Although oily skin can clog pores and cause acne breakouts, it also offers a lot of advantages. Oil aids in the preservation of the skin, and those with oily skin have thicker skin and fewer wrinkles. The trick is to find a good compromise between having too much oil and keeping your skin’s natural hydration.
Dermatologists prescribe the following methods to help manage oily skin:
To care for oily skin, you must first remove the extra oil by regularly washing your face in the morning, before bedtime, and after a workout.
Avoid using extremely harsh cleaners, since they can irritate skin and cause oil production. Instead, use a mild, foamy wash. You shouldn’t scrub your face too hard for the same reason.
It’s important that your cleanser is non-comedogenic, non-irritating, and non-allergenic. It should also be easy to rinse off. gels or bars work better for oily skin than creams or oil washes.
Exfoliating Several times
Don’t forget to exfoliate. Use a light, exfoliating wash several times a week. This will help remove dead skin cells, which can trap sebum. When sebum gets stuck in dead skin cells, it leads to acne.
Apply moisturizer daily
Moisturizer is also necessary for oily skin, especially if you’re using oil-removing products. Choose a non-comedogenic and lightweight moisturizer that won’t clog your pores.
Use blotting papers
Throughout the day, blotting papers can be used to remove build-up and regulate shine. This item may be found at most big-box retailers as well as smaller places. Avoid rubbing the paper against your face, since this might spread the oil.
Avoid Touching Your Face
Throughout the day, avoid touching your face. This can transfer bacteria, debris, and even more oil to face areas that are prone to developing acne and other irritations.
Remove Makeup Before Bed
Besides choosing non-comedogenic cosmetics that won’t clog your pores, make sure you take off all of your makeup before going to bed. Use a makeup remover that works without requiring you to scratch and aggravate your skin. Micellar water makeup removers are excellent at removing water-based makeup. They have proven effective at removing also the oily film left behind by an oil-based makeup remover.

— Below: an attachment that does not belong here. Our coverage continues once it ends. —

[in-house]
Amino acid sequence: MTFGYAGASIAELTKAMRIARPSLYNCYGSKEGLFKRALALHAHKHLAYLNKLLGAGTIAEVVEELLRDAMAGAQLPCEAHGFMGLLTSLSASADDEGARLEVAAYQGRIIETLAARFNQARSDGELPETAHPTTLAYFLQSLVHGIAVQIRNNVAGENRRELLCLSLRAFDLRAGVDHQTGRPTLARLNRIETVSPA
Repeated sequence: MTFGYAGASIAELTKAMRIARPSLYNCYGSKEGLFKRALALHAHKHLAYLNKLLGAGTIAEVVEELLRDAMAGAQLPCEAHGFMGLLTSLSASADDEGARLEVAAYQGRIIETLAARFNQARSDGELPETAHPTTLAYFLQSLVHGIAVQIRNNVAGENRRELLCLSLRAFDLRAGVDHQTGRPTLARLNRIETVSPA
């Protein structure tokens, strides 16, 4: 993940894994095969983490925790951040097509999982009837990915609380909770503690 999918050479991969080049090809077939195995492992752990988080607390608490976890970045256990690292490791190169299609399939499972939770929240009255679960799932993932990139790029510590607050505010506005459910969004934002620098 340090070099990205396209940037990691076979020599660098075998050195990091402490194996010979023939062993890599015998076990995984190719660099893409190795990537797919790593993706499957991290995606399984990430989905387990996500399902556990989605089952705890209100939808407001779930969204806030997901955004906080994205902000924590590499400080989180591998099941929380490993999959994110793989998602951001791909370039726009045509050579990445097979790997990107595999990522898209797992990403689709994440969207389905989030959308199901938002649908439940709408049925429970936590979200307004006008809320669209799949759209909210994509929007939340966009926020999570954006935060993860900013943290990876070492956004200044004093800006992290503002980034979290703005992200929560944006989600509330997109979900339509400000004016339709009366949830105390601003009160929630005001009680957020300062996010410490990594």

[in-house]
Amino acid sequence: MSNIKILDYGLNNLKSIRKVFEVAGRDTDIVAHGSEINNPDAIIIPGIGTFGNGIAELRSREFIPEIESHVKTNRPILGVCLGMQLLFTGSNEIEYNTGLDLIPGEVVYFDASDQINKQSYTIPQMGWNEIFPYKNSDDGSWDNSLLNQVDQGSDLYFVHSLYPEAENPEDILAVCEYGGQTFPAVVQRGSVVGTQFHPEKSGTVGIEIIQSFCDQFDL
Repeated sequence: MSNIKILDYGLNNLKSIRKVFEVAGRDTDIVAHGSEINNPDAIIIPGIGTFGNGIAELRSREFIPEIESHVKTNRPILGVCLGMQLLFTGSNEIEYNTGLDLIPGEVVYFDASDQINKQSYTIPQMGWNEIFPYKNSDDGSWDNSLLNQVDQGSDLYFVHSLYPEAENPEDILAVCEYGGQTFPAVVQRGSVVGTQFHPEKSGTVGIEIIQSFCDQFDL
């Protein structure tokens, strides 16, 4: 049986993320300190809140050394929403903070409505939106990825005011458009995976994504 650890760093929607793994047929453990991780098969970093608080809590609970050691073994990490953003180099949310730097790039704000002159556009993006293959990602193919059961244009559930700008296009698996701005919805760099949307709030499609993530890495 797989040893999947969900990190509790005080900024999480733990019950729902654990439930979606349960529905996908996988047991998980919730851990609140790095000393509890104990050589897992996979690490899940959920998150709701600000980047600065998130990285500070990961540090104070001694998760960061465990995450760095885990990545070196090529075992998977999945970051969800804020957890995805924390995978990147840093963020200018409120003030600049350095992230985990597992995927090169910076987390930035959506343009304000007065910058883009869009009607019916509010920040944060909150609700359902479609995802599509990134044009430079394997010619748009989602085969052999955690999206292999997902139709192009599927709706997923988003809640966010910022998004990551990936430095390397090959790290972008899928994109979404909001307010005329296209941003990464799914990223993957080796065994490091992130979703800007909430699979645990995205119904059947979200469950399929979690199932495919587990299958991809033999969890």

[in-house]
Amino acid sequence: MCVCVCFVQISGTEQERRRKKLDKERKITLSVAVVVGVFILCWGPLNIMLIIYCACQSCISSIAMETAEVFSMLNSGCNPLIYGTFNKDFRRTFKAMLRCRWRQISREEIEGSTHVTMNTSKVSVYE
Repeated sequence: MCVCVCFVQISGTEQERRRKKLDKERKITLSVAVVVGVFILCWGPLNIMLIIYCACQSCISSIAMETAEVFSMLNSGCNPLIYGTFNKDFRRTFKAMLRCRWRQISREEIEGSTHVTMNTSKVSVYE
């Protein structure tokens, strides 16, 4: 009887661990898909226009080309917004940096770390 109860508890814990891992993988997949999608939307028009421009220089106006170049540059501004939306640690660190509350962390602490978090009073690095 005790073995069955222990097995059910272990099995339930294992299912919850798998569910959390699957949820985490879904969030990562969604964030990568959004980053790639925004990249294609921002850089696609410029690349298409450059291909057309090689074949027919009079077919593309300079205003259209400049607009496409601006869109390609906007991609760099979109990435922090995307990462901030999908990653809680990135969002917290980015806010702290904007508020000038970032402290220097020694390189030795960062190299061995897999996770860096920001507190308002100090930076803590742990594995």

Avoiding Certain Ingredients
There are some ingredients in skincare products that could clog your pores. So avoid using products that contain cocoa butter, coconut oil, petroleum jelly, and silicone.
Avoid also alcohol-based products since they irritate the skin.
Choosing the Right Products
Choose products that contain ingredients with verified oil-fighting characteristics such as Green tea, Niacinamide (a form of vitamin B3), and L-carnitine (an amino acid).
Follow the directions on the product label while using it. If you’re trying anything new, start by using it gently to ensure that it doesn’t irritate your skin and aggravate your conditions.
When to See a Dermatologist
Everyone’s skin is distinct, and there is no such unique approach to skincare. The above recommendation may fail to give you the result you want.
If oily skin makes you feel uncomfortable and embarrassed or you are dealing with blackheads or acne, make an appointment with a dermatologist.